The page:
CHINA Nation sees major vision progress


Nation sees major vision progress

China Daily

09:31, June 06, 2020

A primary school student in Dongyang, Zhejiang province, takes an eyesight test at an "eye protection class" on Thursday. (Photo: China Daily)

China has made great progress in fighting eye problems that lead to vision loss over the past decades, but the prevalence of nearsightedness has posed new challenges and new strategies will be adopted to ensure improved eye health, the National Health Commission said on Friday.

Eye problems that potentially lead to blindness such as trachoma and cataracts have been effectively controlled in China after sustained efforts, resulting in a significant decline in the number of blind people in China, Zhou Changqiang, deputy director of the commission's Medical Administration and Supervision Department said at a news conference ahead of National Eye Health Day, which falls on Saturday this year.

Surgeries for cataracts, a major cause of blindness, have been extensively promoted over the past 20 years, with nearly 3,000 such surgeries expected to be performed for every 1 million people in China this year, compared with 800 such surgeries for every 1 million in 2000, Zhou said.

Trachoma, a hygiene-related bacterial eye disease that infected up to 90 percent of the total population in rural areas in China seven decades ago, has become rare in the nation, and in 2015 the Chinese government announced blindness-causing trachoma had been virtually eliminated in China, he said.

It is estimated that the number of blind people aged over 50 in China has decreased by more than 700,000 compared with 1999, and the number of patients with seriously compromised eyesight has decreased by more than 500,000, according to a white paper on eye health in China released at the news conference.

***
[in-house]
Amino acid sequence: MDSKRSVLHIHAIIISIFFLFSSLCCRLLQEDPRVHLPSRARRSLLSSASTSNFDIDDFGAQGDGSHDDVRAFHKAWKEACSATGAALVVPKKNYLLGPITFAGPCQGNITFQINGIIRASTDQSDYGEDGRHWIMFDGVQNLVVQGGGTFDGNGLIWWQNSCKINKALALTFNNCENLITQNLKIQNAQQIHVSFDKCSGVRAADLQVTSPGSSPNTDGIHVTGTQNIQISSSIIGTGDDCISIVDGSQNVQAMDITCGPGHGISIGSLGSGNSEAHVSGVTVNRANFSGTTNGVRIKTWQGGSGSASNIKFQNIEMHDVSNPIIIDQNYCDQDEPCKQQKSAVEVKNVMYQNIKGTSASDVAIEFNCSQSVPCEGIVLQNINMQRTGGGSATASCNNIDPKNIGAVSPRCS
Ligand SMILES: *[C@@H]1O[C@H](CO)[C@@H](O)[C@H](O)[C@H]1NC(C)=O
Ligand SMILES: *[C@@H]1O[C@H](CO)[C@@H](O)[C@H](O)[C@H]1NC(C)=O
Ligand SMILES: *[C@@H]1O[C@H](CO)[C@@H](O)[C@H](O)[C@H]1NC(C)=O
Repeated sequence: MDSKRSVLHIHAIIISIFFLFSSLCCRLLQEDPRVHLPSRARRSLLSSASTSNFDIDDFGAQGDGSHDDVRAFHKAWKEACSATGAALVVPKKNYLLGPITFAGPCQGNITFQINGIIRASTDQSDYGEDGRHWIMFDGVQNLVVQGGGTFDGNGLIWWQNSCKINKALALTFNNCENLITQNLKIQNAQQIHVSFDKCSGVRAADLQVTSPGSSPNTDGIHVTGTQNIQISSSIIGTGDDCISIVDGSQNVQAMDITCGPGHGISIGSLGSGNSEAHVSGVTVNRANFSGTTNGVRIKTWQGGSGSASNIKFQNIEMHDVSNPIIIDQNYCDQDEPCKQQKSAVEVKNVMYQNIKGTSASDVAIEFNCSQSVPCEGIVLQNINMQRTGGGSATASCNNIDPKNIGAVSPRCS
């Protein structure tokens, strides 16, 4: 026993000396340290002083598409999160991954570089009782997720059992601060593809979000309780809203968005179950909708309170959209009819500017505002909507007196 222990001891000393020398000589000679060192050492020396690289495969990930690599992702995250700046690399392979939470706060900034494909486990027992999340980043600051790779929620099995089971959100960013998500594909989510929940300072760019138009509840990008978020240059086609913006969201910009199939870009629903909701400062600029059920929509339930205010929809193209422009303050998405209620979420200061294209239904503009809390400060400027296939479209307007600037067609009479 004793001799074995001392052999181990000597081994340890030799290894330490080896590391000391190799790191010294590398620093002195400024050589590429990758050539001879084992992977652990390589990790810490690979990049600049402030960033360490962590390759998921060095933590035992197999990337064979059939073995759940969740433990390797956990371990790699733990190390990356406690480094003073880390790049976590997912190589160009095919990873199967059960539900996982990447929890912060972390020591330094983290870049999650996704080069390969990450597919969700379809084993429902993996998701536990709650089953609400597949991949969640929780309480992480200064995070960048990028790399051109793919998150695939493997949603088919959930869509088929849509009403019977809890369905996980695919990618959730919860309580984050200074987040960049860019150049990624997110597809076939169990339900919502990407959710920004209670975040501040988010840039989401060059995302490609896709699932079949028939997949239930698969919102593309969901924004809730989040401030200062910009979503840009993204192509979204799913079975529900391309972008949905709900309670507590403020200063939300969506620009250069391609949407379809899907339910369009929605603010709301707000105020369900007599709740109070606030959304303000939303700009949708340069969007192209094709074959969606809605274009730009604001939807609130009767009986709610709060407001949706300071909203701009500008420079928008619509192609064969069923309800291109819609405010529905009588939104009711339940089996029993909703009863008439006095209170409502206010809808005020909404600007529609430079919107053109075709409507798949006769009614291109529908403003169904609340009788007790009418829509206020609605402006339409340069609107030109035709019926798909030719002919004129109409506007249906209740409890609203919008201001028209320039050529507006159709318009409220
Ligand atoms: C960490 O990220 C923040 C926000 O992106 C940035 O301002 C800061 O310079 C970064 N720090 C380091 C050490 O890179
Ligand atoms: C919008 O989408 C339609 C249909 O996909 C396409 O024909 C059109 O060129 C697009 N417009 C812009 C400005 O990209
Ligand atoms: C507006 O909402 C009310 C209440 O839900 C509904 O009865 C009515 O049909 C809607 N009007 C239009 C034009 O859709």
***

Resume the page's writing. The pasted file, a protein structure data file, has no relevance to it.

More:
With rapid economic development and changing lifestyles, eye diseases caused by factors such as aging and serious nearsightedness have become more prominent and are now major causes of vision problems in China, Zhou said, adding that a new five-year eye health plan will be carried out to cope with the new challenges.

High percentages of myopia, especially among students, have been a major public health concern in China in recent years. More than 53 percent of children and teenagers in China have been diagnosed as being nearsighted, with the percentage as high as 81 percent for high school students, according to a national survey conducted by several departments, including the National Health Commission, in 2018.

Xu Xun, executive director of the Shanghai Eye Diseases Prevention and Treatment Center, said nearsightedness, especially serious myopia, can result in various eye complications such as retinal damage and other serious eye maladies, and may even result in blindness.

"As there is no satisfactory way to cure nearsightedness, prevention is of great importance," Xu said.

Fan Chunlei, an ophthalmologist at Beijing Aier Intech Eye Hospital, said younger students should limit their daily use of small-screen portable electronic devices such as smartphones and tablets to protect their eyesight.

"With the popularity of the use of multimedia in education, we suggest students make more use of bigger screens that can be seen from a greater distance, such as televisions and computers, to ease eye fatigue," Fan said.

Despite the ongoing COVID-19 preventive and control measures, parents should encourage their children to regularly take part in outdoor physical activities to reduce the risk of nearsightedness and improve health, he added.

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